Abhi Vaidyanatha 39:06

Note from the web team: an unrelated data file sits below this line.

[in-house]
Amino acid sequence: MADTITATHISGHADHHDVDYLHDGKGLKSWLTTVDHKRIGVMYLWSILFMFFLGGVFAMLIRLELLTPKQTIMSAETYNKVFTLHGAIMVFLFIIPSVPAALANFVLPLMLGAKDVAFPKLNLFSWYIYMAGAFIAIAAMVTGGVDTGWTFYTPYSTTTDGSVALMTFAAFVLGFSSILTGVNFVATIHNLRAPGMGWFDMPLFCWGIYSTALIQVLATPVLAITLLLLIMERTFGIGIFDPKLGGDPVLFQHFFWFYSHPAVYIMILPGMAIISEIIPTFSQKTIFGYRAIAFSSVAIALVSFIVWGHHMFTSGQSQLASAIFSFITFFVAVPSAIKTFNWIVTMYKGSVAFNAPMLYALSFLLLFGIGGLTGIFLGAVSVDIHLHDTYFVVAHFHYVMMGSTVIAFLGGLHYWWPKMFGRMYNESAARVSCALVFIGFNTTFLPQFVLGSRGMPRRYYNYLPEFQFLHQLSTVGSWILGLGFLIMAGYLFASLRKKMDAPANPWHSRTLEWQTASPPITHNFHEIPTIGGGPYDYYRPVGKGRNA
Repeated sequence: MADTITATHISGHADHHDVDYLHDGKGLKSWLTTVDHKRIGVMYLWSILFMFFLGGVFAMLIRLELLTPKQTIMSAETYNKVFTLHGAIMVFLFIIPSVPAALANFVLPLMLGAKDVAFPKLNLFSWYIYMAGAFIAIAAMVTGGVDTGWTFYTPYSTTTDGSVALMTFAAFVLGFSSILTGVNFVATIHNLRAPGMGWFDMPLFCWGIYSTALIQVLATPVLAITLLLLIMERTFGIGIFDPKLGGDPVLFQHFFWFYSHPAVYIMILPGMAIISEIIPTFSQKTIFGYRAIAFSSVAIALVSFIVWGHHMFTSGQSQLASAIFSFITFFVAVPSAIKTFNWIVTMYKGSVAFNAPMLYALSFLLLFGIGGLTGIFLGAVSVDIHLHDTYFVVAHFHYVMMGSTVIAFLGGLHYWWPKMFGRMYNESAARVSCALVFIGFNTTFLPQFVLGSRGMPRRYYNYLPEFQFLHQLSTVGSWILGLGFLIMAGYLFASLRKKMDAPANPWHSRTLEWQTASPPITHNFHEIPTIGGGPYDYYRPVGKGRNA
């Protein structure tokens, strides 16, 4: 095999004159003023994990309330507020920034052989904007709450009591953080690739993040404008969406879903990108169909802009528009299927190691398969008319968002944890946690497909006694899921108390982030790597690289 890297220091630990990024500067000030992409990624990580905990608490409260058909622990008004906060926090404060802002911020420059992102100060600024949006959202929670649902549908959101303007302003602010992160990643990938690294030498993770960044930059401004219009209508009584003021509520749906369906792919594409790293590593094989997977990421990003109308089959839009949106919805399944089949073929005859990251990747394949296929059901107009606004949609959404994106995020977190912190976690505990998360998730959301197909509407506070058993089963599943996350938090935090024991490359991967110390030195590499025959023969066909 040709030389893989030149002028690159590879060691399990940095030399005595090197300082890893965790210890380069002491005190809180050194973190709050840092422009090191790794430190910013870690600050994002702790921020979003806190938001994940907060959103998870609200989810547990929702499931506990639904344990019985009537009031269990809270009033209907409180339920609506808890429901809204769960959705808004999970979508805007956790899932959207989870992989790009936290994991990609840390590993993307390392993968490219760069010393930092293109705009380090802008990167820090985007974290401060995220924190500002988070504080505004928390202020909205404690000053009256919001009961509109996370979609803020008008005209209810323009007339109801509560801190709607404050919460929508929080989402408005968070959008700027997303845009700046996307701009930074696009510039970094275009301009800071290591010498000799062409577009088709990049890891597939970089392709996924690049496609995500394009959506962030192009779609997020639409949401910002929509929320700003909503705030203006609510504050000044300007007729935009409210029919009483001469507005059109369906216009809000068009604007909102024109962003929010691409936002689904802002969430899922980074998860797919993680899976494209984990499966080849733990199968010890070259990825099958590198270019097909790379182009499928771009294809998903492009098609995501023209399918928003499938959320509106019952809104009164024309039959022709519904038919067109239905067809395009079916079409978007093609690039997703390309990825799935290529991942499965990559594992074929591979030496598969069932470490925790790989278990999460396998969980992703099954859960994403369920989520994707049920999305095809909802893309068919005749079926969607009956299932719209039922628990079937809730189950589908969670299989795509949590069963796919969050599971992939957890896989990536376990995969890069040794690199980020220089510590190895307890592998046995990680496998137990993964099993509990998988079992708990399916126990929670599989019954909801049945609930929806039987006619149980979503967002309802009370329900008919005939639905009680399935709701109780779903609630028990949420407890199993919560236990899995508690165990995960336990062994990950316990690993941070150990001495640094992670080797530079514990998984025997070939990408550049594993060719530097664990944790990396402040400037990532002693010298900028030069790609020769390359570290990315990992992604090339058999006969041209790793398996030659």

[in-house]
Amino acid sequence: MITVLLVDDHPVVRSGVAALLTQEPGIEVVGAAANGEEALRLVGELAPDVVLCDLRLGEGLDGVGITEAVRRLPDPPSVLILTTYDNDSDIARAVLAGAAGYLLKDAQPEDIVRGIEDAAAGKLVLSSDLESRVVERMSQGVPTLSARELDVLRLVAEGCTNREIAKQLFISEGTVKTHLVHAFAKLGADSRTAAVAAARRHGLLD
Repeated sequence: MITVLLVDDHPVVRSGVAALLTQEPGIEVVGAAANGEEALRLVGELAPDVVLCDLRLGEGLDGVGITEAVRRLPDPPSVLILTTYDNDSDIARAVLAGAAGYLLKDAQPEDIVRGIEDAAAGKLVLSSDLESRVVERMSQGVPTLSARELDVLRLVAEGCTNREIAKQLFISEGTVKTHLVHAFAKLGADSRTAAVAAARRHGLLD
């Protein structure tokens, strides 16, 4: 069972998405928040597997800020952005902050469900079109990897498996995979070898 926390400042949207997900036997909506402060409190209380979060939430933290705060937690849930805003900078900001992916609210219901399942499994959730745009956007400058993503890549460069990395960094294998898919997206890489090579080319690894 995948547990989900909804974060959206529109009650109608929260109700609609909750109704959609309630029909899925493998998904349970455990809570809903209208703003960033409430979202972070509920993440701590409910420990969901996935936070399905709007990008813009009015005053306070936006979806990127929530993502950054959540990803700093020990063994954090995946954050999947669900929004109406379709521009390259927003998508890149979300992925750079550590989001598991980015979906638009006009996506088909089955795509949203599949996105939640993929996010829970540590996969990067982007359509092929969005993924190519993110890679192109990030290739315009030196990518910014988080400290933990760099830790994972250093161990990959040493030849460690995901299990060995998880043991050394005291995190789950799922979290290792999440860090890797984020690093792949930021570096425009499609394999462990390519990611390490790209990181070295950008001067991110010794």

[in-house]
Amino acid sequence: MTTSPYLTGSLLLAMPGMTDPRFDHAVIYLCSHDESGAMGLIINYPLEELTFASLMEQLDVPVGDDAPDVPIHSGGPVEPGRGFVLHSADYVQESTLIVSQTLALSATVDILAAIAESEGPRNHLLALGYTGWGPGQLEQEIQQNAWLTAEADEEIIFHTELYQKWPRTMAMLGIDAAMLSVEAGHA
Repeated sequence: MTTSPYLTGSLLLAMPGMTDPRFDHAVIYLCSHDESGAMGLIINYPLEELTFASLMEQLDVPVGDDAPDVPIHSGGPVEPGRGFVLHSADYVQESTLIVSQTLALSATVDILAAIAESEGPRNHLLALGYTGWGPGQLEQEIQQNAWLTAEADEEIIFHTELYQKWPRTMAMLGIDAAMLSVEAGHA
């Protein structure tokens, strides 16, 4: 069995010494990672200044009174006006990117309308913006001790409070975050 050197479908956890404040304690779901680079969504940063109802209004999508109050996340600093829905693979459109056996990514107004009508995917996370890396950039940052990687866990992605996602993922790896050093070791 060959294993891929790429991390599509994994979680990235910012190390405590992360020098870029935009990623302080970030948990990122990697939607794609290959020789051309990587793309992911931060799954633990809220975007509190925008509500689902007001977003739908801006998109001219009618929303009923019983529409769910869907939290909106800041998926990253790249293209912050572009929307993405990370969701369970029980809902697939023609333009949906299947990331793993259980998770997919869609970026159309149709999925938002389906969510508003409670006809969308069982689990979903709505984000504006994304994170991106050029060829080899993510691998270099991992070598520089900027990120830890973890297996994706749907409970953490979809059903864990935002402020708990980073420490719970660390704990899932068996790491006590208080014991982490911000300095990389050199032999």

I think it’s important. I want to make sure that I’m covering all my bases here. I want to essentially restate why we need to be able to think about moving data across pods because, as an ETL/ELT product, we need to be able to make sure that we’re moving data when we take it in from the connector pod. As it goes to the worker pod, we need to have a good story around how that data is moved. In Kubernetes, it’s not necessarily straightforward to move the data. We are sending it over this network with Socat utility and using these local files with the shared volume mount that allows us to use these files as buffers. The data will go into these files, and then they’ll get pulled straight out with Socat and eventually get sent over the network back to the scheduler pod. Someone could ask: Could you do this with config maps? or Could you handle file transfer with config maps in terms of the standard? When we’re talking about the standard in processes, the answer is no because a lot of the files that we’re sending into the source connector for configuration will be too big for the config maps.